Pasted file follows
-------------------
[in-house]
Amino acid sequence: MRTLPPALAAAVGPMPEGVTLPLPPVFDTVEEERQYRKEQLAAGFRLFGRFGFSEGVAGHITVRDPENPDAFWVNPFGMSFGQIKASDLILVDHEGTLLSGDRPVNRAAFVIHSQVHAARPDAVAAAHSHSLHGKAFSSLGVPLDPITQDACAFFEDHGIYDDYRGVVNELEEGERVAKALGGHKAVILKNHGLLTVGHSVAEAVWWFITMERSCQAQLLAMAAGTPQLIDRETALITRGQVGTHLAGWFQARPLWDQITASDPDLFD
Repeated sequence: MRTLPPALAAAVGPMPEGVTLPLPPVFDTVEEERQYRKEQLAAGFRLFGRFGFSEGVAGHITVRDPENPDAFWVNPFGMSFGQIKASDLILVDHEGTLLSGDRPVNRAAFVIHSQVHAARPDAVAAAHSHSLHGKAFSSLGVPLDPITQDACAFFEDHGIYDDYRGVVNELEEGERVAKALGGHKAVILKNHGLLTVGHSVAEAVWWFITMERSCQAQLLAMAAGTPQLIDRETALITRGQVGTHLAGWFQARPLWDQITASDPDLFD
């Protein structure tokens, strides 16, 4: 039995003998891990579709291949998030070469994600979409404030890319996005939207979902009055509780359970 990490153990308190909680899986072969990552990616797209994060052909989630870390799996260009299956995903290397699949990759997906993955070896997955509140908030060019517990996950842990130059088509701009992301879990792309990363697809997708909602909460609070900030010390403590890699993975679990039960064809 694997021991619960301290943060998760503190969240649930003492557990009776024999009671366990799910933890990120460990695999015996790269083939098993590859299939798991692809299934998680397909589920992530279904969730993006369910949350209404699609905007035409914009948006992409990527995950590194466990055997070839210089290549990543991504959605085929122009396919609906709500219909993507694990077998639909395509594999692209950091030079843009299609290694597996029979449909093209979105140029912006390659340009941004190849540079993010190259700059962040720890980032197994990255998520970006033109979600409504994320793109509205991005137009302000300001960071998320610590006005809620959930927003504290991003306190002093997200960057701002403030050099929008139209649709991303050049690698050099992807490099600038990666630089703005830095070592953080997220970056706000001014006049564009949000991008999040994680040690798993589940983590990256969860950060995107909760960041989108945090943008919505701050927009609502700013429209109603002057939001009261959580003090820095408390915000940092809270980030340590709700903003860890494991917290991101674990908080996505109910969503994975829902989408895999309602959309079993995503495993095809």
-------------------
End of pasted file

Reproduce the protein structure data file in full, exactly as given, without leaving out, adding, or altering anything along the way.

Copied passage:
[in-house]
Amino acid sequence: MRTLPPALAAAVGPMPEGVTLPLPPVFDTVEEERQYRKEQLAAGFRLFGRFGFSEGVAGHITVRDPENPDAFWVNPFGMSFGQIKASDLILVDHEGTLLSGDRPVNRAAFVIHSQVHAARPDAVAAAHSHSLHGKAFSSLGVPLDPITQDACAFFEDHGIYDDYRGVVNELEEGERVAKALGGHKAVILKNHGLLTVGHSVAEAVWWFITMERSCQAQLLAMAAGTPQLIDRETALITRGQVGTHLAGWFQARPLWDQITASDPDLFD
Repeated sequence: MRTLPPALAAAVGPMPEGVTLPLPPVFDTVEEERQYRKEQLAAGFRLFGRFGFSEGVAGHITVRDPENPDAFWVNPFGMSFGQIKASDLILVDHEGTLLSGDRPVNRAAFVIHSQVHAARPDAVAAAHSHSLHGKAFSSLGVPLDPITQDACAFFEDHGIYDDYRGVVNELEEGERVAKALGGHKAVILKNHGLLTVGHSVAEAVWWFITMERSCQAQLLAMAAGTPQLIDRETALITRGQVGTHLAGWFQARPLWDQITASDPDLFD
């Protein structure tokens, strides 16, 4: 039995003998891990579709291949998030070469994600979409404030890319996005939207979902009055509780359970 990490153990308190909680899986072969990552990616797209994060052909989630870390799996260009299956995903290397699949990759997906993955070896997955509140908030060019517990996950842990130059088509701009992301879990792309990363697809997708909602909460609070900030010390403590890699993975679990039960064809 694997021991619960301290943060998760503190969240649930003492557990009776024999009671366990799910933890990120460990695999015996790269083939098993590859299939798991692809299934998680397909589920992530279904969730993006369910949350209404699609905007035409914009948006992409990527995950590194466990055997070839210089290549990543991504959605085929122009396919609906709500219909993507694990077998639909395509594999692209950091030079843009299609290694597996029979449909093209979105140029912006390659340009941004190849540079993010190259700059962040720890980032197994990255998520970006033109979600409504994320793109509205991005137009302000300001960071998320610590006005809620959930927003504290991003306190002093997200960057701002403030050099929008139209649709991303050049690698050099992807490099600038990666630089703005830095070592953080997220970056706000001014006049564009949000991008999040994680040690798993589940983590990256969860950060995107909760960041989108945090943008919505701050927009609502700013429209109603002057939001009261959580003090820095408390915000940092809270980030340590709700903003860890494991917290991101674990908080996505109910969503994975829902989408895999309602959309079993995503495993095809």